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The Five Dysfunctions of a Team

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Andres Spitzer
Andres Spitzer

Thanks to a recommendation I recently finished reading The Five Dysfunctions of a Team by Patrick Lencioni. I found it quite insightful on many topics. The more I read the more I could feel identified with current and past situations on different teams I have been part of. I was aware of some of the insights that the book gives but, reading it from a structured and "third person" view gives a great perspective and deeper understanding.

It is a fable of a CEO that has just taken over the position in a Tech company that, despite having better technology and a huge amount of human talent, is falling behind their competition. After an initial assessment, the CEO determines clearly that the main problem is that they do not have a "team", they have a collection of individuals.

The way that she gathers the team, manages the interactions, and walks them through the framework she is proposing to create a high cohesion and performing team is inspiring.

One of the "pearls" I found in the book is the best definition I have found so far for company politics.

Politics is when people choose their words and actions based on how they want others to react rather than based on what they really think.

In my experience, there is a lot of reasons why "politics" happen in the teams, whatever the reason is, the terrible outcome is the lack of healthy disagreement and discussion that is needed to have true "buy-in" once a decision is taken.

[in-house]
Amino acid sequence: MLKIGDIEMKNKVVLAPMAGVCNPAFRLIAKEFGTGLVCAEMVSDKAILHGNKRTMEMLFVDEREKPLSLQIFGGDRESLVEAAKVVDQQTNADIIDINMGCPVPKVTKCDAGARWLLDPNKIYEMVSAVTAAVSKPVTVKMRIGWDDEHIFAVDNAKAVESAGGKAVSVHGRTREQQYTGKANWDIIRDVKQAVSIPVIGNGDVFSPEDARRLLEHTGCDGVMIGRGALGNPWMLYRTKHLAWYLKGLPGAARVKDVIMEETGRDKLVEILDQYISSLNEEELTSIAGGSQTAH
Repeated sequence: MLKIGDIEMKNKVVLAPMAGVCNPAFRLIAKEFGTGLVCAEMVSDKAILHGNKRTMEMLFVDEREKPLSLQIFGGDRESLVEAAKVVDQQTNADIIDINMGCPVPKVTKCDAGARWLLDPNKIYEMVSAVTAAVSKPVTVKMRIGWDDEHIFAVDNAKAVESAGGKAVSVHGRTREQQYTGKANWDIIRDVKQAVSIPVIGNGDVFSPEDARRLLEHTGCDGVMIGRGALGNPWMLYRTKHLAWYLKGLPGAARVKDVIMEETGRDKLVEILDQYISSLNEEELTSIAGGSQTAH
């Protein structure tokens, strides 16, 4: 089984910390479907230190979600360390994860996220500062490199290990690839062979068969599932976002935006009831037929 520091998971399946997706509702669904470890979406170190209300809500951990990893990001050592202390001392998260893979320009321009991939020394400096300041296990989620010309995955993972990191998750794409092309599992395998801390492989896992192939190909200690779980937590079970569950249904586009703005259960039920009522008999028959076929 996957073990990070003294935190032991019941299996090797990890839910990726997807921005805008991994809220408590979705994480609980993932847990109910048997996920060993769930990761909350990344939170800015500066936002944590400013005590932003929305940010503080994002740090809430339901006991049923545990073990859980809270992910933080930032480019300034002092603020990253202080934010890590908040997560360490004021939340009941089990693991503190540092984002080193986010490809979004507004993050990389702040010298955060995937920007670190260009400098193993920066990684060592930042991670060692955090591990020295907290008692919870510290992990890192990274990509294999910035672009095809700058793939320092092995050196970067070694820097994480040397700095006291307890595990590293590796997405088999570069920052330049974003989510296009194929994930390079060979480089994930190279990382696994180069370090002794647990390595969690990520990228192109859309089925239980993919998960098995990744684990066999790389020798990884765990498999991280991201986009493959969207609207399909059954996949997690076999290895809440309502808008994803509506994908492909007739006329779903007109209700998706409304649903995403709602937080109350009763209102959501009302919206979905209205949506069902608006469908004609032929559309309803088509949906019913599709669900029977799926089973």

The book explains the five dysfunctions, the negative impact of each one, and the necessary leadership skills to overcome them.

1 Absence of Trust

At the pyramid's base is the absence of trust. Team members are unable to show their weakness, resulting in being reluctant to be vulnerable and being open with one another. Team members will be afraid of admitting their mistakes and will be unwilling to ask for help.

2 Fear of Conflict

Lack of trust results in fear of conflict which in turn results in team members incapable of engaging in debates or openly voicing their opinions. The team completely avoids conflicts and people not expressing their view makes difficult real buy-in.

3 Lack of Commitment

Fear of conflict results in a lack of commitment. As team members have not bought into the decisions, they don’t feel committed to the same which results in an environment where ambiguity prevails.

4 Avoidance of Accountability

Lack of commitment results in team members not making each other accountable. If one has not bought into the decision, they won’t make their peers too accountable.

5 Inattention to Results

If team members don’t feel accountable, they put their own needs [ego, recognition, career development, etc.] ahead of the team goals. Company goals are not the first priority of the team.

These 5 layers provide a quite holistic understanding of the team issues and are a great way of structuring and "verbalizing" the problems and have a guideline in how to approach them in the correct order since they are very interdependent but the cause/effect is not always easy to see.

Also, while researching after reading the book I found the interesting concept of "Tuckman's stages of group development" which is a related and very interesting also.

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